Tormaukin Hotel to Myrehaugh
"One of the oldest inhabitants of Glen Devon asked me recently whether the Scottish Rights of Way Society was aware of the route leading from just behind the Tormaukin Hotel over the hill to Myrehaugh on the Dunning road; I had to admit that the Society did not have this route on its books, whereupon the oldest inhabitant told me that he and his generation had always referred to it as the "right of way" and that it was at one time the natural route folk would take between mid-Glen Devon and points on the Dunning road such as Whiterigg and Myrehaugh; indeed, there was a time when the Dunning road did not run direct down to the Yetts as we know it today, but curved round the lower slopes of Down Mill, over St. Serf's bridge (now submerged) and joined the Glen Devon road. The route he refers to above the Tormaukin is clearly identifiable on the ground - (cart tracks in short turf) - and runs into Glen Devon Forest at its highest point, the onward track to Myrehaugh having been subsumed by forest tracks. This seems to me to be a nice little route and one which few folk use, mostly because there is no signpost and it does not appear on the OS map. I have written to the Forest office in Aberfoyle, who claim the deeds relating to the time when they took over the ground prior to planting have no reference to the right of way; I have also written to Perth & Kinross District Planning Office who likewise claim no knowledge of the route. If we were to make something of this, it would need the evidence of folk who either used it in the past, before the forest was planted (it looks about 40 years old), or have used it in more recent times, even with the forest there. I have two "oldest inhabitants" who can give evidence; can you provide any more from your area?"
THE BUTTER ROAD
"This is another story of the same sort, anent the "Butter Road", about which I wrote to you before. Again P & K District cannot help; they acknowledge that it was a right of way, but their position is that it has fallen out of use. Again, the lack of signposts and the lack of an inviting line on the map have much to do with the low level of use. I have another (separate) oldest inhabitant, this time in Crook of Devon, who still uses it about once a year and has done so for donkeys' years. There is correspondence in both P & K and Rights of Way Society files, showing that there was controversy some 10 - 20 years ago, but the whole thing was never resolved, people obviously got tired of getting nowhere and gave up. There was apparently some genuine difficulty with people coming to fish in the Queich and parking their cars across farm lanes so that the farm work was impeded, and that set one farmer against the idea of co-operating in agreeing an approved route. However, that is all water under the bridge now, and I am inclined to ask P & K to reconsider the matter. However, before doing so, I would like to gather together a little more evidence - not sworn statements or anything so dramatic, but just some indication that there are folk about who would make a statement if required. Again, we come back to the same question as before: can you, from your side of the hills, provide anyone who has used the route, either in the past or more recently?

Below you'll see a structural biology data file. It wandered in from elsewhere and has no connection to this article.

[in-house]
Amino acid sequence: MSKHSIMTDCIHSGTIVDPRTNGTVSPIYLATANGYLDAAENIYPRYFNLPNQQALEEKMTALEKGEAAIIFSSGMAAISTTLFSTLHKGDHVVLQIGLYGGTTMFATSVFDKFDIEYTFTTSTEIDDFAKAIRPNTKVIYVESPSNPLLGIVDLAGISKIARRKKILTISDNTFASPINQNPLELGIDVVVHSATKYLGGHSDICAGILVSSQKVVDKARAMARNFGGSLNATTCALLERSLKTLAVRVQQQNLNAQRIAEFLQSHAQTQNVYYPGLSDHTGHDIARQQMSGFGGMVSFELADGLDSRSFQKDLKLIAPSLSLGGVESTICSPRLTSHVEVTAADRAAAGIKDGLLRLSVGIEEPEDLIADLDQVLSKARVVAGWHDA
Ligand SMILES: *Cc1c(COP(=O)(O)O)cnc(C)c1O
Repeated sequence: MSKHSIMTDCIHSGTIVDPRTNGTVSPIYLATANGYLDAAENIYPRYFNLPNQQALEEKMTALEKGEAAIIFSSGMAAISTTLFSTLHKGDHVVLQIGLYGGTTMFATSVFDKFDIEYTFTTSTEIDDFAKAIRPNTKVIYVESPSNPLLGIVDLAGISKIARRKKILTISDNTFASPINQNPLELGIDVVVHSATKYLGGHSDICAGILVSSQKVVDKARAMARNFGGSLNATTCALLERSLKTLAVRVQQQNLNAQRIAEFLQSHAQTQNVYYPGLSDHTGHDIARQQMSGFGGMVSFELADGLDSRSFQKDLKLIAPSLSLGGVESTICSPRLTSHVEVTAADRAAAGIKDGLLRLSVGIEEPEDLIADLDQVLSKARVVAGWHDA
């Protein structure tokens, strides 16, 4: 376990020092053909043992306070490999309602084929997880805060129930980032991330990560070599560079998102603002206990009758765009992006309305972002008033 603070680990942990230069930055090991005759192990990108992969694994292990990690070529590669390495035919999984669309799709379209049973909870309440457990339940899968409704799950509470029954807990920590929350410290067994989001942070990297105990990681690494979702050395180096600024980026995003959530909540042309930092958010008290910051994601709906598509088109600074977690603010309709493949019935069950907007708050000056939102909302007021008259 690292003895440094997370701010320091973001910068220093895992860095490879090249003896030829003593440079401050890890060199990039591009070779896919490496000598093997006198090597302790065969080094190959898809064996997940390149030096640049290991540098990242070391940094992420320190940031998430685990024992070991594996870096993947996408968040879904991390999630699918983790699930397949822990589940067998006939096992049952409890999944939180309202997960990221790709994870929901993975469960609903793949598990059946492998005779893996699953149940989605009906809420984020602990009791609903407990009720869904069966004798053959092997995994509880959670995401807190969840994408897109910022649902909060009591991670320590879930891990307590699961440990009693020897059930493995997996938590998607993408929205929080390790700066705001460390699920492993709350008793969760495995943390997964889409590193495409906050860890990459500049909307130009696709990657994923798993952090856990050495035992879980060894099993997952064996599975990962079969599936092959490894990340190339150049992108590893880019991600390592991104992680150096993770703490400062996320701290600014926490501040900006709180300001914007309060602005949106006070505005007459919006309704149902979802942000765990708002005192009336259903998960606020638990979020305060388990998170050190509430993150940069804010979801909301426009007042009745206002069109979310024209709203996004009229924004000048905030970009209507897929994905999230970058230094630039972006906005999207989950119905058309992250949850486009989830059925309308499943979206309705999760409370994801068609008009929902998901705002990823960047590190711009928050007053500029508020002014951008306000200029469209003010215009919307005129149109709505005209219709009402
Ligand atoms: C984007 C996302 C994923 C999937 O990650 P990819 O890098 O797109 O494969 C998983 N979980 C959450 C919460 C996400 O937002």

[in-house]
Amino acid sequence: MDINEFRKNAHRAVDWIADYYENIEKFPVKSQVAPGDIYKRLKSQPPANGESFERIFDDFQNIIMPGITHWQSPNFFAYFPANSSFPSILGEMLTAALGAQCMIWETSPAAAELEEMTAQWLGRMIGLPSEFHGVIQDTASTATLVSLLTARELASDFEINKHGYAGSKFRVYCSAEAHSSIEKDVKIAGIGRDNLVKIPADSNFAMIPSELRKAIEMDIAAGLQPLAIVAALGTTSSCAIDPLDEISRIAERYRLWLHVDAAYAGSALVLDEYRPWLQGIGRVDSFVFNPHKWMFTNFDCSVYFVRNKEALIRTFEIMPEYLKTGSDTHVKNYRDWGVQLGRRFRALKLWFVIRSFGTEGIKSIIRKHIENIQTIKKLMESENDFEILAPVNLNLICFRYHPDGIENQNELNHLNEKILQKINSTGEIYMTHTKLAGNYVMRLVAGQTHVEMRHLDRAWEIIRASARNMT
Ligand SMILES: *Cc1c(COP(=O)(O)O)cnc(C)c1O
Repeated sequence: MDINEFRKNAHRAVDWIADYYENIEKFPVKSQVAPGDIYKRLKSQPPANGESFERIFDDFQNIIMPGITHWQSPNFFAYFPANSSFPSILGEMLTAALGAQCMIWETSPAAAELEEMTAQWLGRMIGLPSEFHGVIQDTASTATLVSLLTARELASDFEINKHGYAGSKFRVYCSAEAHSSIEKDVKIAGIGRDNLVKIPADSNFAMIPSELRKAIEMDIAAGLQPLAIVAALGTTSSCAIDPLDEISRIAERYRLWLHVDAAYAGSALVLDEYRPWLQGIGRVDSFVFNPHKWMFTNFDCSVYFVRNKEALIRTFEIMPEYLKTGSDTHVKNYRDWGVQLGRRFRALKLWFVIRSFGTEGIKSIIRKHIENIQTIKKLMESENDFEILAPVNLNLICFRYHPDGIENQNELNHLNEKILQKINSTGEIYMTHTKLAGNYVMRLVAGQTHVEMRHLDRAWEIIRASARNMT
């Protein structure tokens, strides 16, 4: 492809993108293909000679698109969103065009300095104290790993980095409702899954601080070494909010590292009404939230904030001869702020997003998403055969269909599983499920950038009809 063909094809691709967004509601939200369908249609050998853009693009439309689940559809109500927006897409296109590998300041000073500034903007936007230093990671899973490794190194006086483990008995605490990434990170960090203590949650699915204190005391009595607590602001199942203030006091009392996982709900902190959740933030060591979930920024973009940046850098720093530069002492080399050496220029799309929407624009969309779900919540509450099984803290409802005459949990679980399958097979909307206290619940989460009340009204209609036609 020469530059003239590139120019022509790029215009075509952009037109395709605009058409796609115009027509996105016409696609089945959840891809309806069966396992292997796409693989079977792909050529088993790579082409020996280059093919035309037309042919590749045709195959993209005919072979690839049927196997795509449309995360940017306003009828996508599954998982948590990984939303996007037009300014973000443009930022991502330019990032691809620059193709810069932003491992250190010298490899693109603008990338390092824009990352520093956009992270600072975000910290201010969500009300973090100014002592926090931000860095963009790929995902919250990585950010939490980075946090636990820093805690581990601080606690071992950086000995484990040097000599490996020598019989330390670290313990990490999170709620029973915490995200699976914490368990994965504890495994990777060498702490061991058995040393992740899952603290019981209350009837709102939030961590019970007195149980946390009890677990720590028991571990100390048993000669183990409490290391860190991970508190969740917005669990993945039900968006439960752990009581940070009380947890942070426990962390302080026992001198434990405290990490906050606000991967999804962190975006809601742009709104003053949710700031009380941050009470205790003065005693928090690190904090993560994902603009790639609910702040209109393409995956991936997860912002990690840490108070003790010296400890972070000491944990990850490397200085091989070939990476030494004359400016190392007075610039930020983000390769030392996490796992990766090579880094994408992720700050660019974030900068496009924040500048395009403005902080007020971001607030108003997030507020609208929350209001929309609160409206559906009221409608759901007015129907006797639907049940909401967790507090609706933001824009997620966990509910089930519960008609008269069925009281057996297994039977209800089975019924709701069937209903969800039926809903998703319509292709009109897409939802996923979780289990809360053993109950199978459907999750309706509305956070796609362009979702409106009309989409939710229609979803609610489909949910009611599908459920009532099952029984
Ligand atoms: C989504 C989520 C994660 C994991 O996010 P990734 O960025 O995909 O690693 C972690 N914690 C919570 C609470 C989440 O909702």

Just to be clear, we are talking about the line from Carnbo School - the old tollhouse - north to the Path of Condie road."
So there you have two "local" mysteries that you can perhaps help to solve. It has become obvious over the years that many of you have spent some time in the Ochils, enjoying the exercise and the scenery. If there is anyone who has any knowledge of either of the routes described I would be delighted to hear from you.
Please phone Colin Young on 684 521 and he will arrange for all your information to be passed on to Alastair Lawson - we might be having him as a speaker at a future meeting but we need your knowledge now to present a case for preserving our right to access to the hills!
AUTUMN '93 PROGRAMME
Saturday Sept 11 VILLAGE HISTORY TOUR (NEWCOMERS ESPECIALLY WELCOME) KEN LAING and PETER DUNCAN. 10.30 a.m. at St. Serf's.
Sunday Sept/Oct ? ARCHAEOLOGICAL FIELD WALK. Exploring a recently ploughed local field to see what evidence of the past turns up. Phone ALBIE and SHONA SINCLAIR on 684 566 for details.
Sunday Sept 19 Auchterarder holds a full day of events celebrating the 150th anniversary of "the Disruption". See newspapers for details.
Thursday Sept 30 STRATHEARN'S MISTY PAST. Illustrated talk by keen local historian DR. JAMES GRANT. 7.30 p.m. Primary School.
Thursday Oct 21 TATTIE NIGHT. Adventurous evening combining memories of the famous "tattie holidays" with a "live" video-making session. 7.30 p.m. Primary School.
Saturday Nov 6 "VICTORIAN" COFFEE MORNING IN DUNNING'S MUSEUM FOR A DAY 10 a.m. Primary School. The usual coffee morning pleasures plus a chance to see young and old dressed up in Victorian costume and to visit a museum of curiosities and photos donated and loaned to the Society.
Saturday Dec 4 CHRISTMAS CEILIDH. Featuring fine local talent and starting at 7.30 p.m. in the Village Hall.
MANY MORE EVENTS ARE PLANNED IN JANUARY - JUNE TO WHICH YOUR RENEWED MEMBERSHIP ALLOWS YOU FREE ADMISSION. FULL DETAILS IN AUTUMN NEWSLETTER.